"I don't think anyone should go and celebrate Christmas - none of the legislators - and have people out there suffering. I think that the Legislature owes it to the people of California to solve this problem before Christmas," he said.
Both houses adjourned for the holidays after the vote.
Democrats and Republicans have been unable to compromise on a way to address a deficit that is expected to hit $42 billion in the next 18 months. Schwarzenegger first called the Legislature into a special session to tackle the problem Nov. 5.
The plan Democrats pushed through Thursday with a simple majority would have made more than $7 billion in cuts to education, health care and prisons, and increased taxes and fees by about $11 billion. Democrats claimed their complicated proposal avoided the need for a two-thirds majority vote typically needed for a tax increase.
"This proposal that they've sent and this package that they are sending down does really only do one thing, and this is punish the people of California," /*Schwarzenegger*/ said.
He has been at odds with fellow party members over their staunch opposition to tax increases. Republicans - a minority in both houses but essential for the two-thirds vote on taxes - also want deeper budget cuts than Democrats would support.
Republicans did vote for some of Thursday's bills that made sweeping cuts to /*California*/ programs.
In all, the Democratic plan addressed $18 billion of the state's shortfall over the next 18 months by cutting some taxes, raising others, imposing a new fee on gasoline and making major cuts to state programs.
Taxpayer groups threatened to sue if taxes were raised without a two-thirds majority.
"Ask yourself this: Is there any other credible, politically acceptable plan put forward by anyone to make an $18 billion-plus dent in California's budget deficit? I think the answer is no," Senate President Pro Tem Darrell Steinberg, D-Sacramento, said in introducing the package.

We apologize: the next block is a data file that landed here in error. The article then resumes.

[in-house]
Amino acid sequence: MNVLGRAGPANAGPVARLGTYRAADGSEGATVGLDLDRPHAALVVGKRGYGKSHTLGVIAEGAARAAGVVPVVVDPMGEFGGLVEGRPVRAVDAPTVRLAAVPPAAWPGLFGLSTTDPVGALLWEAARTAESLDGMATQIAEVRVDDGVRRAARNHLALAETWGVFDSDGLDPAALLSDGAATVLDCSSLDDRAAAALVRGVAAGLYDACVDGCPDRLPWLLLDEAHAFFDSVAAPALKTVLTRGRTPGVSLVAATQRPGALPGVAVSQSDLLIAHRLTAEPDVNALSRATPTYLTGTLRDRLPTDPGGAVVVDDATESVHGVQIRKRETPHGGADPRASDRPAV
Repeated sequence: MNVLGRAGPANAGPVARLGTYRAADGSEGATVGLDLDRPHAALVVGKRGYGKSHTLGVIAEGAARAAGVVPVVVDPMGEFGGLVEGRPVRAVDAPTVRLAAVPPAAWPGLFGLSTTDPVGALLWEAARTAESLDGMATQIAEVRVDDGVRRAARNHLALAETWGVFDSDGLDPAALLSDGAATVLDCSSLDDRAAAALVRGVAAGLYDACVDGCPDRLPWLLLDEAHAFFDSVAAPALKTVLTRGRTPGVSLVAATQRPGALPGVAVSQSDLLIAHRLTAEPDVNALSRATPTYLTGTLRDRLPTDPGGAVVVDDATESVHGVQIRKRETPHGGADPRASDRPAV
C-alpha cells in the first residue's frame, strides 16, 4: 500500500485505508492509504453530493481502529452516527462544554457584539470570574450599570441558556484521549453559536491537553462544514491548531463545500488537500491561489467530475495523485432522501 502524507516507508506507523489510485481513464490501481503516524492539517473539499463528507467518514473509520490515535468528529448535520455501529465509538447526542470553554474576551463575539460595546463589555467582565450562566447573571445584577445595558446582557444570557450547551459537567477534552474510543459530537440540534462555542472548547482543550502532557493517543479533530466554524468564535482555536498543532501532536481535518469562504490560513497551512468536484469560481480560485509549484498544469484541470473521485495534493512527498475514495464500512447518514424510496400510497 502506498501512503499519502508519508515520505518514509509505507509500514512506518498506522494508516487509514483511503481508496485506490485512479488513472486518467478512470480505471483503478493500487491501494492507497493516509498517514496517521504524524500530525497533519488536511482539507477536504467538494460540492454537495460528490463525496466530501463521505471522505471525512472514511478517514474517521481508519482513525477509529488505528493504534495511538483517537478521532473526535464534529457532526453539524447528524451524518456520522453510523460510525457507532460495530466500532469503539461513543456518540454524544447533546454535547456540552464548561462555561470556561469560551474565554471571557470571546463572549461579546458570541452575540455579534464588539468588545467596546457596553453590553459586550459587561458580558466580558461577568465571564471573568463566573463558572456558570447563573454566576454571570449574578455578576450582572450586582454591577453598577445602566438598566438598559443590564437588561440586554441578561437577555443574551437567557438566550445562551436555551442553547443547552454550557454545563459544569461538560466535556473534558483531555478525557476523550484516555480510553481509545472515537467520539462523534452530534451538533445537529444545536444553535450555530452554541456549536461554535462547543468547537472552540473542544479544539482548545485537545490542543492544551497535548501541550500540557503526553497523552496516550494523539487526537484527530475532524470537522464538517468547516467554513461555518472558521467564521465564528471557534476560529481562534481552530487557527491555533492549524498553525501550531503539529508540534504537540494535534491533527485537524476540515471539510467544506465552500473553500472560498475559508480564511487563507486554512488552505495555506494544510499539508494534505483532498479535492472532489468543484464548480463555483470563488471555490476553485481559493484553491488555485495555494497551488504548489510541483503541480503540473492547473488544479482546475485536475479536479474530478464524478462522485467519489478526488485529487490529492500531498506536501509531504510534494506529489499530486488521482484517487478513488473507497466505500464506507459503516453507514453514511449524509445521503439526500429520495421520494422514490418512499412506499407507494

Republican lawmakers warned the plan would hit Californians hard during an already difficult recession.
"We're talking about substantially raising taxes on the people of this state," said Senate Minority Leader Dave Cogdill, R-Modesto. "This proposal before us today will raise the gas tax, it will raise the car tax, will raise the personal income tax, and it will raise the sales tax to the tune of about $1,000 a year for an average family making about $50,000."
In a sign that the impasse was taking a toll, a state panel on Wednesday voted to stop lending money for an estimated 2,000 infrastructure projects statewide through June, an unprecedented move that the board said was necessary because California can no longer afford the work.
California has not been able to borrow money for months and faces a cash shortage in February.
The package passed Thursday would have generated another $9.3 billion in general fund revenue by replacing gasoline taxes with a variety of fees.
It would have raised the taxes Californians pay on gas by about 13 cents, replacing an 18-cent-a-gallon excise tax and a fluctuating sales tax with a 39-cent-per-gallon fee; raised the state sales tax by ¾ of a cent; taxed oil produced in California; boosted personal income taxes by 2.5 percent; and collected taxes from independent contractors upfront.
The shortfall for the fiscal year that ends in June is nearly $14 billion, about 10 percent of the state's $144.5 billion budget. But that hole is expected to grow in the next fiscal year unless lawmakers cut spending, raise revenue or do a combination of the two.